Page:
At the University Board of Trustees Executive Committee meeting on Sept. 28, Penn administrators seated around the boardroom table were accompanied by seven student protesters from Fossil Free Penn.
For the duration of the 20-minute meeting, FFP members stood silently along the wall across from Penn President Amy Gutmann, armed with computer printouts that read slogans such as “Divest Now” and “Stop Funding Climate Change." Their presence was not acknowledged by any of the administrators, and the meeting continued as planned.
Once the meeting adjourned, some FFP members tried handing their 8.5-by-11-inch printer-paper flyers to those leaving the room, but were mostly not acknowledged. Provost Wendell Pritchett smiled and accepted the offering.
According to FFP Campaign Co-Coordinator and College junior Zach Rissman, the only person who spoke to them was Chairman of the Board of Trustees David Cohen, who thanked them for coming as he exited the room.
“It really was creating a situation where they could no longer ignore our presence, and I think that was definitely achieved,” Rissman said. “There can be no option of ignoring us now. Let’s actually have a real discussion.”
Earlier this week, FFP held an event where over 15 members emailed Trustees with the same text, which reaffirmed FFP's commitment to the cause. It also stated FFP's financial assessment that estimated that, had Penn divested a year ago, the University would have saved $12.4 million. Rissman said the email could also have been sent out by up to 50 additional FFP members not present at the event.
Cohen sent emails to members of FFP stating that he was aware of FFP's efforts to contact board members, but that "the Trustees have no plans to revisit the unanimous recommendation of the Ad Hoc Committee on Divestment, as well as the final decision of the Executive Committee of the Trustees."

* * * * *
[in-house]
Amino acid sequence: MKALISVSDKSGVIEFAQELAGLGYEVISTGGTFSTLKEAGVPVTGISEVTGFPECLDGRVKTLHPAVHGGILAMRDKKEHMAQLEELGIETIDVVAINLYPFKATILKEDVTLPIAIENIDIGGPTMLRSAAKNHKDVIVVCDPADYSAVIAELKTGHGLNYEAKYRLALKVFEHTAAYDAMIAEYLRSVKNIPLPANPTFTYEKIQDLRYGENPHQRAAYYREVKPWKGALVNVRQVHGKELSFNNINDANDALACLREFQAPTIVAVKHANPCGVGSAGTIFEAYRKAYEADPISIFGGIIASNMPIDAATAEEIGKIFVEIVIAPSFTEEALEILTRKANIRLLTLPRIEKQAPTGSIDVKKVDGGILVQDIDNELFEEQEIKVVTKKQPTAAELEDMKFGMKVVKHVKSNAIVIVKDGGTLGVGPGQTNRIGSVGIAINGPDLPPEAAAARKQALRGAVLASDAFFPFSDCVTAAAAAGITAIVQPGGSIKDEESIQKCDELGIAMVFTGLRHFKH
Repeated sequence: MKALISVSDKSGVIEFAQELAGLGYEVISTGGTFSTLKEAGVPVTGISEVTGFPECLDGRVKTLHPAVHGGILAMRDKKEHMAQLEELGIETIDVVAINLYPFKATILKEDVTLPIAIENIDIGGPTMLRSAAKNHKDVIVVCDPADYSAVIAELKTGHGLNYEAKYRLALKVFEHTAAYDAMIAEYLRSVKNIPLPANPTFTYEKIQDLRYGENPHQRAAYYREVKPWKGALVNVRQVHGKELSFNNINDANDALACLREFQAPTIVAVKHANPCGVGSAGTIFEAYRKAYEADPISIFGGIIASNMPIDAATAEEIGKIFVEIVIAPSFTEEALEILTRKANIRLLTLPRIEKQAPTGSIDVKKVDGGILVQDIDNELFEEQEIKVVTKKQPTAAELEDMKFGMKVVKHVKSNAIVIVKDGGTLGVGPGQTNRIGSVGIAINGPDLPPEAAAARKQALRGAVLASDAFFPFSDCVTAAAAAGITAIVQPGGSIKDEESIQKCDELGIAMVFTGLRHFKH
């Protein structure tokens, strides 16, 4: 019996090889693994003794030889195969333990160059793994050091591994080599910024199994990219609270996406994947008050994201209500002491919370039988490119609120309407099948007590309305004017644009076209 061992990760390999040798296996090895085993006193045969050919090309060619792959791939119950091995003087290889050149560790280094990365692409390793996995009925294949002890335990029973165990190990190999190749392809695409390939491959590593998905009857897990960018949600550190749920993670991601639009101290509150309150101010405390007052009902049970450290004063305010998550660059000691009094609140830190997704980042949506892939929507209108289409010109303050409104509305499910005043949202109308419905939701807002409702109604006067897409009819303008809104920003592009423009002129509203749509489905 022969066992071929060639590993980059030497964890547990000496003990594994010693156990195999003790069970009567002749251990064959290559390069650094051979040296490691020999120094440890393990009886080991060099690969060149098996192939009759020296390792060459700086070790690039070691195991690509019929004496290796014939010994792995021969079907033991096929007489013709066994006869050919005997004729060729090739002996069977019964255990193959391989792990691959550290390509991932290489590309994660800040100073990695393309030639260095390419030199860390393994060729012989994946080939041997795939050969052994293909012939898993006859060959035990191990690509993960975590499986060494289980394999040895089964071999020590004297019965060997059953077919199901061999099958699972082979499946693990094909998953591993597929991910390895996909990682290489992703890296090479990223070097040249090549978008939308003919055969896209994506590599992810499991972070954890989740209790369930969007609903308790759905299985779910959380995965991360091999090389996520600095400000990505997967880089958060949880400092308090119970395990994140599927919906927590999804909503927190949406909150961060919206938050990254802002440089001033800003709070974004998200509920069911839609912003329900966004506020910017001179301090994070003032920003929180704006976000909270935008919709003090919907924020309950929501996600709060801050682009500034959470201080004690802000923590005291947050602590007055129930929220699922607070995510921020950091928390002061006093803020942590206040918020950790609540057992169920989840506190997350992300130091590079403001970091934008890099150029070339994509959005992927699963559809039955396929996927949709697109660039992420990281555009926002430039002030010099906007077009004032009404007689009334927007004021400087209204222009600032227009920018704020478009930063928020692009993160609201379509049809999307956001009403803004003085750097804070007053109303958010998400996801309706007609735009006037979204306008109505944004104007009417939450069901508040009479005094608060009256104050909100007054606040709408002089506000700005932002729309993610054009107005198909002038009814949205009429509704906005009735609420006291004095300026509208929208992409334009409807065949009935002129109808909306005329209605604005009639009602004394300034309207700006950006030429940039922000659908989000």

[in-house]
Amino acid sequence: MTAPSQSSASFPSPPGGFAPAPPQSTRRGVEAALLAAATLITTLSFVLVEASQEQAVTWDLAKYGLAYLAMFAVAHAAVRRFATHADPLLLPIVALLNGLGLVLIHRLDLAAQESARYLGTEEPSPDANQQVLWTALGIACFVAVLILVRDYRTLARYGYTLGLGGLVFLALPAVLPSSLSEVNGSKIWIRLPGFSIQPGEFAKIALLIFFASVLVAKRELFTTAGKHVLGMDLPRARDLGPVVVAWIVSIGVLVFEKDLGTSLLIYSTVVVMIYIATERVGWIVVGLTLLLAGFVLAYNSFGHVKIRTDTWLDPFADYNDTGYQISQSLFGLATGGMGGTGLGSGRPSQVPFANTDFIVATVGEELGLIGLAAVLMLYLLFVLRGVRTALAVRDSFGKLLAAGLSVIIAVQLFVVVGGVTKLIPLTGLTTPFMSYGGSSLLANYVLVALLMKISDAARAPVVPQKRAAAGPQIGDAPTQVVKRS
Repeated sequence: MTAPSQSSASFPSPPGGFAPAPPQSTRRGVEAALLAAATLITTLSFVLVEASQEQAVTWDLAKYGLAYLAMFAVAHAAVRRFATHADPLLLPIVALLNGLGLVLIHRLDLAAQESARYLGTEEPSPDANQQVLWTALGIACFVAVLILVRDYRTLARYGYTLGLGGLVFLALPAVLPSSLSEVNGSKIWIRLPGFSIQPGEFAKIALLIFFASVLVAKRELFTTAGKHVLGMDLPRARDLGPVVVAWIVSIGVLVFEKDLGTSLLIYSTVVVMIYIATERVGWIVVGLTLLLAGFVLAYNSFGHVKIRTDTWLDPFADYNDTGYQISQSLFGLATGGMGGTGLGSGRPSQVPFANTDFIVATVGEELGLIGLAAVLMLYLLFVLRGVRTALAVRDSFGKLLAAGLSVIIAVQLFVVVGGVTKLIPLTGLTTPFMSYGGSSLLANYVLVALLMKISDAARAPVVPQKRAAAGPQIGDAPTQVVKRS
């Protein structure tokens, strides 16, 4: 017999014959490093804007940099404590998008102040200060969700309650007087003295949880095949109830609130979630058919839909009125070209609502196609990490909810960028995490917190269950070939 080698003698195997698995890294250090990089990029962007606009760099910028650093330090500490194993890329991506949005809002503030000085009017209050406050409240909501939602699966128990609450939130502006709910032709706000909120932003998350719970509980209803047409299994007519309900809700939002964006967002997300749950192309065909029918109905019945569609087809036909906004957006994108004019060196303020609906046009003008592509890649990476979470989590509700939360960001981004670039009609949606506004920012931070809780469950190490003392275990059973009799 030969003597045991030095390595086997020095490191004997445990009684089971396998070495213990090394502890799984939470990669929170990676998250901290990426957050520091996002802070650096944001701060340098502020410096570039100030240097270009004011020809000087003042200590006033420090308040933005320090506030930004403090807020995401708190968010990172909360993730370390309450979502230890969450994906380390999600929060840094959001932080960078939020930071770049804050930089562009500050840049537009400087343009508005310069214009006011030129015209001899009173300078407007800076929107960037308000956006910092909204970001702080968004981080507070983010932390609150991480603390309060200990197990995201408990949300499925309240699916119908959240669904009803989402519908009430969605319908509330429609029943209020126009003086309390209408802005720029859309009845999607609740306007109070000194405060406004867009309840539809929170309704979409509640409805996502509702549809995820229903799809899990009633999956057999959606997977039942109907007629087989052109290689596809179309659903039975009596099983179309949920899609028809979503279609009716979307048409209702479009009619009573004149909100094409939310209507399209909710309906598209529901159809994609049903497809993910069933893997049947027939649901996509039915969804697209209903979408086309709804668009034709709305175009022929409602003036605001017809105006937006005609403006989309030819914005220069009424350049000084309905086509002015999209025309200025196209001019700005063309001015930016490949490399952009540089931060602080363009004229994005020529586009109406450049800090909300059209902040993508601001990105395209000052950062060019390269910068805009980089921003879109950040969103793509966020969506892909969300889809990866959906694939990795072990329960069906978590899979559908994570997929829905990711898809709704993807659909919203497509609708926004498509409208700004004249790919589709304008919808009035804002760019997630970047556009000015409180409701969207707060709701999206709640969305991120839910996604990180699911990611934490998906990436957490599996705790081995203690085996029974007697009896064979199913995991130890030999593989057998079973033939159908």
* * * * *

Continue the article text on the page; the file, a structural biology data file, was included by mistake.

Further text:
"The Trustees have given this matter careful consideration, including considering explicitly whether we wanted to reconsider our decision at the request of Fossil [Free] Penn. We remain unanimous in our judgment that our original decision was correct and that we do not want to reconsider it," Cohen wrote in the email.
This is not the first time a Trustees meeting has been protested by students. In 2015, Penn students interrupted a meeting to call out Cohen, who serves as the executive vice president of Comcast Corp., for believing the company lobbied against Title II, a federal policy key to net neutrality. (Comcast has actually publicly supported Title II.) Cohen was not in attendance at the 2015 meeting, but the filmed event was reported on by The Daily Pennsylvanian and other the media outlets.
FFP has had a rocky history with the administration in the past. Last semester, the group staged protests in November and in March, which ultimately ended in a walkout, with over 130 students participating at some point in the multi-day sit-in.
Many members of Penn’s campus agree with the group’s message. A 2015 campus-wide referendum revealed 87.8 percent of undergraduates agreed Penn should divest and over 100 faculty members signed FFP's divestment proposal that same year.
The group said despite the administrators' lack of acknowledgement, they considered the protest on Sept. 28 a success.
“Our presence disturbed the meeting in the sense that we drew people’s attentions towards us,” College sophomore Jacob Hershman said. “I definitely caught people glancing at our signs.”
A DP reporter took a photo of the protest in action. A University representative told the reporter to delete the photo immediately, but since Board of Trustees meetings are open to the public, the photo has been published here.
The Office of the University Secretary declined to give an official comment on the protest.
At the end of the meeting, the two sides left the board room in what Rissman called an “awkward situation.” Together, the administrators and students spent a silent elevator ride down the 15 floors to the lobby.
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